With all the trade rumors flying every which way, and just a week until the non-waiver trade deadline, it’s hard to keep track of everything. Furthermore, it’s a pain to figure out which rumors are legitimate and which are flimsier than an overfilled crepe.
That’s what we’re here to help with, though, sifting through major rumors to see what has merit and what’s more wishful thinking than probable.
What the A’s would gain from trading Sonny Gray
The kind of promising return package that they only could have hoped for a season ago, that’s for sure. As previously noted when analyzing Sonny Gray to the Astros, Oakland has been attempting to part with this particular chip for a while now.
While they couldn’t offload him in the offseason due to his down year last season, he’s been stellar this year after a rough start in May. There are more than enough suitors knocking on the Athletics’ door for a chance to take Gray and his skills off their hands.
Since Jose Quintana has already changed hands and fetched a nice group of prospects from the Cubs (including their top prospect Eloy Jimenez) the baseline price tag for this type of pitching talent is now publicly set, which could help the A’s maximize their return for Gray and take home some valuable prospects in the process.
Since Gray is under team control through 2019, the question is whether the Mariners want to let go of those valuable prospects.
What the Mariners would gain from trading for Sonny Gray
As Mark Feinsand reports, Mariners GM Jerry Dipoto may be “going for it” over the next few years, despite the fact that their farm system doesn’t have as many gems to barter with as they used to possess.
However, due to Gray’s contract status — he is only making $3.575 million this season and is eligible for arbitration the next two seasons — going through with this trade would net the Mariners an affordable and able pitcher who isn’t just a win-now acquisition.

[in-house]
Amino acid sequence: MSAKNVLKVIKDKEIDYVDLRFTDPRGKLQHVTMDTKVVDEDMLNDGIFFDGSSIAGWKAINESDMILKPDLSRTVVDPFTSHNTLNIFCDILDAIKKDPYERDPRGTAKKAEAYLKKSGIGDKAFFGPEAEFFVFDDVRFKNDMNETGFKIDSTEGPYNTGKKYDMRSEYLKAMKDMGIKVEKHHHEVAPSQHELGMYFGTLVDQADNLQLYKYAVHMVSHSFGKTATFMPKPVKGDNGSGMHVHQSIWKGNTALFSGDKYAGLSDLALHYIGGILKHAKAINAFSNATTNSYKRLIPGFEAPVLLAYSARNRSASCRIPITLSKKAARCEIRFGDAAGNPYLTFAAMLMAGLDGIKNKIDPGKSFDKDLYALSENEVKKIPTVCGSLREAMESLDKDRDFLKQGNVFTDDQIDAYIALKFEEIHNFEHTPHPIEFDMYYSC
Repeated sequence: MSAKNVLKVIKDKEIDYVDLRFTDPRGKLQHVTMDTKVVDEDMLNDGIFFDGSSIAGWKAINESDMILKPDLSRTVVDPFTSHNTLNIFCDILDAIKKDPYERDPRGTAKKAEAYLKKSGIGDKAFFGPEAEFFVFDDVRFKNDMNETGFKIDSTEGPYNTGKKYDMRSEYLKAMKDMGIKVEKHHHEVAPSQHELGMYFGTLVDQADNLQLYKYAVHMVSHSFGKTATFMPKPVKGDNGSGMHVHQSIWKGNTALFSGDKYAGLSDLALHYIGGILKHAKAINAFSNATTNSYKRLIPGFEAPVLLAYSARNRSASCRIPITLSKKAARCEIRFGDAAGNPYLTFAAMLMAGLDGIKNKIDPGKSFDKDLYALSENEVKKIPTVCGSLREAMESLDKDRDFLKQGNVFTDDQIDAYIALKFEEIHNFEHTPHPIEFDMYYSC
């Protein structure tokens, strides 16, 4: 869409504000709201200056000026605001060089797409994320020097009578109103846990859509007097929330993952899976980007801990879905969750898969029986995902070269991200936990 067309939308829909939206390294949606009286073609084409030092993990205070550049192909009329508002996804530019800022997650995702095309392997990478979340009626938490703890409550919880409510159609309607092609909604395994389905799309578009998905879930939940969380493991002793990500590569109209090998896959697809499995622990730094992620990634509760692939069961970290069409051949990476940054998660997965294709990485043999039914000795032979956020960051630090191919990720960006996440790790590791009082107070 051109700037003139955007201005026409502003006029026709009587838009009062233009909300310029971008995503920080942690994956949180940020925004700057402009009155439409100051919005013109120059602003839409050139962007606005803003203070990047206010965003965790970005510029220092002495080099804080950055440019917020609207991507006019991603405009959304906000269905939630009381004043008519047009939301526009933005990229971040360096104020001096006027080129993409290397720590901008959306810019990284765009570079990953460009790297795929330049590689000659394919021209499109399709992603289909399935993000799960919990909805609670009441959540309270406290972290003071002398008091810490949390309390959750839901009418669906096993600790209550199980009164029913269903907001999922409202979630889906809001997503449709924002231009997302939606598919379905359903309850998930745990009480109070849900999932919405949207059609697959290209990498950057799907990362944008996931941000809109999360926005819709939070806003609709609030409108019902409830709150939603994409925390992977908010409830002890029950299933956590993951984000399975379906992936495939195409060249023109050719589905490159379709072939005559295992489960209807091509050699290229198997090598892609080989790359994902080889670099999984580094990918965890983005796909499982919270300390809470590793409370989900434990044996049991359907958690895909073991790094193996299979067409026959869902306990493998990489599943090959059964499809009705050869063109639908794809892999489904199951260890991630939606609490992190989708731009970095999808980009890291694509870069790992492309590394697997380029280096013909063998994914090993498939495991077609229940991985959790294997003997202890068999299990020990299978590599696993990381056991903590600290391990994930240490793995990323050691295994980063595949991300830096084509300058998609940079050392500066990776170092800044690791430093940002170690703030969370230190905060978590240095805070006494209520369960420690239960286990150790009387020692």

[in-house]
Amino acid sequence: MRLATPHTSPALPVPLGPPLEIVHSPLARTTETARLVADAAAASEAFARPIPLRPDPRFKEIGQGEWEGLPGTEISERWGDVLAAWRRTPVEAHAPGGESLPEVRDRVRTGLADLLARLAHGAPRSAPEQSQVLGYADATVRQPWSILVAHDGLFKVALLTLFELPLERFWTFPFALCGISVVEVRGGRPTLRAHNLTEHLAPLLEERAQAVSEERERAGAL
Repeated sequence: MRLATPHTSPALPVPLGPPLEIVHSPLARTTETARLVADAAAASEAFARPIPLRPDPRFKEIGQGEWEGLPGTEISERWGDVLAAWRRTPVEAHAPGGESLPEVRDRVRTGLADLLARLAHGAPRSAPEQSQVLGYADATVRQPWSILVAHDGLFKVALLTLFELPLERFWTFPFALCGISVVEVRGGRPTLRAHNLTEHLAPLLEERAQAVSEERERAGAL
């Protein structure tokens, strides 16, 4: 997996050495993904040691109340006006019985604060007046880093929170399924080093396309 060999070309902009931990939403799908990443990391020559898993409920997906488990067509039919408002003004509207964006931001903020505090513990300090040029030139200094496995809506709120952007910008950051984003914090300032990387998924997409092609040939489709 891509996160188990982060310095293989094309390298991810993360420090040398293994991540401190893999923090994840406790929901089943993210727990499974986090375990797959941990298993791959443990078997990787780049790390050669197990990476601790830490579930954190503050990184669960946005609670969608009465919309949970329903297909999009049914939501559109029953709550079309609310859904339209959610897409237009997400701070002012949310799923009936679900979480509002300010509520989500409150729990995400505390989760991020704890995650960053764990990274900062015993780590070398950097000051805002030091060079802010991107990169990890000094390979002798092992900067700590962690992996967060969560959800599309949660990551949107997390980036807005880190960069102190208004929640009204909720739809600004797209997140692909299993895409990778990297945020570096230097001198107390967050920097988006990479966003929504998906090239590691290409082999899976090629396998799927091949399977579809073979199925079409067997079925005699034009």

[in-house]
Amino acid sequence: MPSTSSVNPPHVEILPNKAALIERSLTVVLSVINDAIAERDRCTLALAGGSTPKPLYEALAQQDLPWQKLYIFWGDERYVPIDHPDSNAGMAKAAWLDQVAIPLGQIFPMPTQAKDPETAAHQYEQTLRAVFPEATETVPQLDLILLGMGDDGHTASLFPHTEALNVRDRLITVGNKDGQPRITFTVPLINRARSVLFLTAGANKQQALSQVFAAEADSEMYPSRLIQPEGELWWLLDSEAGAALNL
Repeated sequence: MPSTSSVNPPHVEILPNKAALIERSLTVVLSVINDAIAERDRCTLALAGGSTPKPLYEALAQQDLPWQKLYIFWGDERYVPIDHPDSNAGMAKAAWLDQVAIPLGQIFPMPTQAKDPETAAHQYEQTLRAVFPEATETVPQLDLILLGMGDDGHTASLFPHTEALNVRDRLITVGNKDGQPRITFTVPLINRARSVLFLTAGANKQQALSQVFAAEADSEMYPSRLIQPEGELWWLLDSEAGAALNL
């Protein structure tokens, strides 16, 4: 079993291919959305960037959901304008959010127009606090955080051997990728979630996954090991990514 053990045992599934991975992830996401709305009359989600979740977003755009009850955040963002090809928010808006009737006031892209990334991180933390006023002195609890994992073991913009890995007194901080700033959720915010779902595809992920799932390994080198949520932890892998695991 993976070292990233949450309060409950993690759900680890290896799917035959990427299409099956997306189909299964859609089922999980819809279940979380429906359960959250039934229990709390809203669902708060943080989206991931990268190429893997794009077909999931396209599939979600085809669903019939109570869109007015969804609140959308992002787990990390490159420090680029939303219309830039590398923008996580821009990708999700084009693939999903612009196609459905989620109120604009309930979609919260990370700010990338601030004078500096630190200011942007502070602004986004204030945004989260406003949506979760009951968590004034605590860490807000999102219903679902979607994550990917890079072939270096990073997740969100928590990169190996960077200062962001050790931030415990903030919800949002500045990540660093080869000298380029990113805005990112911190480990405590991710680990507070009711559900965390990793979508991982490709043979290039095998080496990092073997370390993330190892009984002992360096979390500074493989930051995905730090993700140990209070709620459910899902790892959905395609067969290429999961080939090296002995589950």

Gray could solidify Seattle’s rotations for multiple years, making it far easier to swallow sending top prospects to Oakland than if Gray were only a rental.
This grade gets a B- because while it may be true the Dipoto wants Gray in his rotation for the next two-plus years, well, so does everybody else. I’d like a refurbished, 3-bed/2-bath brownstone in Chelsea but student loans exist and I also need to eat food to survive. We all have hopes, Seattle.
In theory, the Mariners could use Gray and would happily give up prospects to get him. But at this point those prospects might not exist given that their farm system lacks the depth of other teams currently making offers, including the Brewers, Astros, and Cubs.
While the Mariners would have to give up top prospect Kyle Lewis and may be glad to do so, they just moved their No. 2 prospect Tyler O’Neill to get Marco Gonzales from St. Louis and they shipped another four prospects to Miami for David Phelps. Although Lewis is the 34th-ranked prospect on Baseball America’s Top 100 prospects list this season, he probably won’t be enough to beat out all the other offers on the table.